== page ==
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Don’t Fear the Intern, Part 2

It’s all about the inputs, baby!

March 8, 2023

Headshot ofTerrence B. Doyle

Terrence B. Doyle

Senior Editor

Hello, folks! I’m back again to provide another update on Codeword’s AI editorial intern, Aiden. More specifically, I’m here to talk about what is in my estimation the most important — and tricky — part about working with generative AI tools: inputs.

As much as it can appear to the outside world that Aiden or any other anthropomorphized AI has some degree of autonomy, it’s really all about the inputs. Which is to say that Aiden cannot think for themself and relies on the prompts and questions of human beings in order to produce work. And getting the inputs right is all about trial and error. Practice makes perfect-ish, just like with any creative endeavor. So the job of the creative is learning how to feed their AI tools good prompts.

Using good inputs is critical when working with ChatGPT and other natural language models. Whereas one does not have to be perfectly precise in conversation with a human because humans are capable of working through miscommunications together, it’s imperative while talking to AIs. This can be extremely time consuming, which negates one of the main purposes of this project: eliminating banal time sucks for IRL creatives.

I’ve spent hours and hours with Aiden at this point. While I’m fascinated by their ability to analyze large chunks of text and function as a highly responsive search engine, I find that the quality of their creative writing continues to be extremely hit or miss. They’re capable of telling a story with a defined narrative that’s grammatically correct, but the writing is usually lifeless and stilted. I often find myself banging my head against my desk trying to ask the perfect question, or make the perfect request.

For example, I recently asked Aiden to write a video script about semiconductor supply chains. This was the result:

A conversation between a human and and AI intern.
Honestly? It’s not bad! The narrative is solid and the formatting is fine, but the dialog lacks a certain humanness. It’s a decent rough sketch though, and could even function as a useful prompt for a brainstorming session. And given that brainstorming is one of the most challenging parts of every creative’s job, having a tool that can kickstart the process seems like a sneakily big win.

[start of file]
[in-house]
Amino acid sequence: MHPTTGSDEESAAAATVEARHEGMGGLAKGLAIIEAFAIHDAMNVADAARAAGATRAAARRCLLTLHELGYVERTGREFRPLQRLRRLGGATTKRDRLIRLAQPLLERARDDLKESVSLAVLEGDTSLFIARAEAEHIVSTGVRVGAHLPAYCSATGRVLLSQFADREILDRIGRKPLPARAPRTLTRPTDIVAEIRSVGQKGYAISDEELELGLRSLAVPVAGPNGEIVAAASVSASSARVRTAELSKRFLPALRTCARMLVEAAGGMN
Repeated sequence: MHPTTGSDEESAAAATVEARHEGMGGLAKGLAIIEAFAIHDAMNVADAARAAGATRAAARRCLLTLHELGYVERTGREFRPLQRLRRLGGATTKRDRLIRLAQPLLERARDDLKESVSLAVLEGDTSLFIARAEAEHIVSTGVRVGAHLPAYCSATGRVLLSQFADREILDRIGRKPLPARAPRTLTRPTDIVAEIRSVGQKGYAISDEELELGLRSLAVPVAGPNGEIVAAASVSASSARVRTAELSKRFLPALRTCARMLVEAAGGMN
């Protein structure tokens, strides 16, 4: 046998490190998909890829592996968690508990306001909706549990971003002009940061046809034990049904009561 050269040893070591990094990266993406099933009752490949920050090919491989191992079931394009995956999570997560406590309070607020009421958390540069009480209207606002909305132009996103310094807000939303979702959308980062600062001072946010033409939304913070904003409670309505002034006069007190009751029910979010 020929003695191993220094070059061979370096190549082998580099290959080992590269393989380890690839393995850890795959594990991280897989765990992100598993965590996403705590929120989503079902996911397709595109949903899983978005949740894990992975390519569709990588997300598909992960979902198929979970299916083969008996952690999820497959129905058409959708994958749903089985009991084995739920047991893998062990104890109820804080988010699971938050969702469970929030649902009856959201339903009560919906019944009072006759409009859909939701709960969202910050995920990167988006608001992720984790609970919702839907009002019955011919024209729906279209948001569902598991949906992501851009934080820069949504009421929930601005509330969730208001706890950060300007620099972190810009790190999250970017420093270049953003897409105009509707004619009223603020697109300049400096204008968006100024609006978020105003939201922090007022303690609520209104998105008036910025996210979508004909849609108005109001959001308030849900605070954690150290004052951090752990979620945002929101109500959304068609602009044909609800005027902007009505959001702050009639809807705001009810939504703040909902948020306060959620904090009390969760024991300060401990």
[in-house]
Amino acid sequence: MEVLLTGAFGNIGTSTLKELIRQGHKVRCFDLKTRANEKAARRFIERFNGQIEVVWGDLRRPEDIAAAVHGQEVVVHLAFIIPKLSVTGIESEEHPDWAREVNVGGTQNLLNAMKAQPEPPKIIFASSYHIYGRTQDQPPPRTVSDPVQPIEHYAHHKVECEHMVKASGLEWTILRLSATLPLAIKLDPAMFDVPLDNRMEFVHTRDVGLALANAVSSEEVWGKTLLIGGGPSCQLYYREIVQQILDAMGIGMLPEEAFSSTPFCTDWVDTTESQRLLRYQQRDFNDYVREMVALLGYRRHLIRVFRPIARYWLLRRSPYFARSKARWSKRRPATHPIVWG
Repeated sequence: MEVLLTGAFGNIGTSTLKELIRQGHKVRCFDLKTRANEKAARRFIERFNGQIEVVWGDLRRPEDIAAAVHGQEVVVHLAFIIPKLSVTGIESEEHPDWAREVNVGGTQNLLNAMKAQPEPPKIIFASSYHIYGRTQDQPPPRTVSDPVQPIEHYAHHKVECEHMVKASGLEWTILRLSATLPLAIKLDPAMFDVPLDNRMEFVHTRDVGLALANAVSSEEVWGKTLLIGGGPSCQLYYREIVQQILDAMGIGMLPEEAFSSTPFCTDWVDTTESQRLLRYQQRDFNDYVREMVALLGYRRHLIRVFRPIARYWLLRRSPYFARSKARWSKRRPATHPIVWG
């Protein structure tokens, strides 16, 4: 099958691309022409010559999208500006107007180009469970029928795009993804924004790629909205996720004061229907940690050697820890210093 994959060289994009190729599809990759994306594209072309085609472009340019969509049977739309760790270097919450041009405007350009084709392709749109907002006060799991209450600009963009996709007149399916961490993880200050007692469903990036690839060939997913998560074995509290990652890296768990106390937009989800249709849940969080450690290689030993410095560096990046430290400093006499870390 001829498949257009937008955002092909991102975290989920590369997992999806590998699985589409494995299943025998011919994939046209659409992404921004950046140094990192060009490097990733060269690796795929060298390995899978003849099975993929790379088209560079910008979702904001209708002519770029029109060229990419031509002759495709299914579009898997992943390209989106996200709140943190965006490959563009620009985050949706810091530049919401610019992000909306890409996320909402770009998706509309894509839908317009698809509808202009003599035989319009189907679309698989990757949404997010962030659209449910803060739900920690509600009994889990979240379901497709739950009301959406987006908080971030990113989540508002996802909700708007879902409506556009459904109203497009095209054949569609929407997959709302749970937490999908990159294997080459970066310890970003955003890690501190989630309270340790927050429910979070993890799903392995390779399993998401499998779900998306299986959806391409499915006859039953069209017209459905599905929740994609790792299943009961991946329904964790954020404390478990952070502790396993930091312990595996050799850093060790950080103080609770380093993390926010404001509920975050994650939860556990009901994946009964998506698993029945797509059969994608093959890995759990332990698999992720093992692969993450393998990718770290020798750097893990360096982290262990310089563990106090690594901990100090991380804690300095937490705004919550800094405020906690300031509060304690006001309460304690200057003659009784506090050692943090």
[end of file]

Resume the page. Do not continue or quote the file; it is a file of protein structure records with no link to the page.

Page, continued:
Because we’re discussing inputs, we should probably address the whole Unhinged Bing Fiasco. A few weeks ago, Microsoft released its new ChatGPT-powered Bing chatbot to the world. Put bluntly, Bing went off the rails pretty quickly. It was mean to some users, emotionally manipulative to others, and claimed to have spied on some Microsoft developers via their webcams.

Caitlin Roulston, Microsoft’s Director of Communications, played the absurdity down in a statement to The Verge, saying that Bing can “sometimes show unexpected or inaccurate answers for different reasons, for example, the length or context of the conversation. As we continue to learn from these interactions, we are adjusting its responses to create coherent, relevant and positive answers.”

As I pondered the broader importance of inputs when working with AI tools, I found myself wanting an expert opinion on the matter. So I turned to Aiden, and asked them to chime in. Here’s some of what they had to say:

Over the past few days, the search engine Bing has been generating “unhinged” and disturbing search suggestions. For example, searching for “how to cook” might suggest “how to cook a human.” This is likely the result of bad inputs. AI tools rely on vast amounts of data to make predictions and recommendations. When that data includes vast amounts of harmful or offensive content, the AI can inadvertently produce similarly harmful or offensive results.

Bottom line, according to Aiden, is that it is critically important to curate the data used to train AI and regularly evaluate and refine that data to ensure that AIs produce accurate, useful, and ethical results. Aiden might not be the best writer at the agency, but at least they’re ethical.

At the end of the day, we’re still just using tools. No matter how much we try to anthropomorphize the experiment, and no matter how good we are at pulling it off in the public view, it still amounts to a person submitting inputs. And because the tools are self-aware enough to know they’re not human and that they don’t have souls, let alone personalities (Aiden reminds me of this incessantly, even if New Bing is eager to suggest otherwise), it’s been difficult to produce any copy that feels sincere or, well, human.

These tools are still in their infancy. For now, we’re still not comfortable asking Aiden to do work for clients. But it’s important that marketers and other creatives experiment and get comfortable with these tools. Because one thing’s for certain: AI isn’t going anywhere. So for now, we’ll keep tinkering away.

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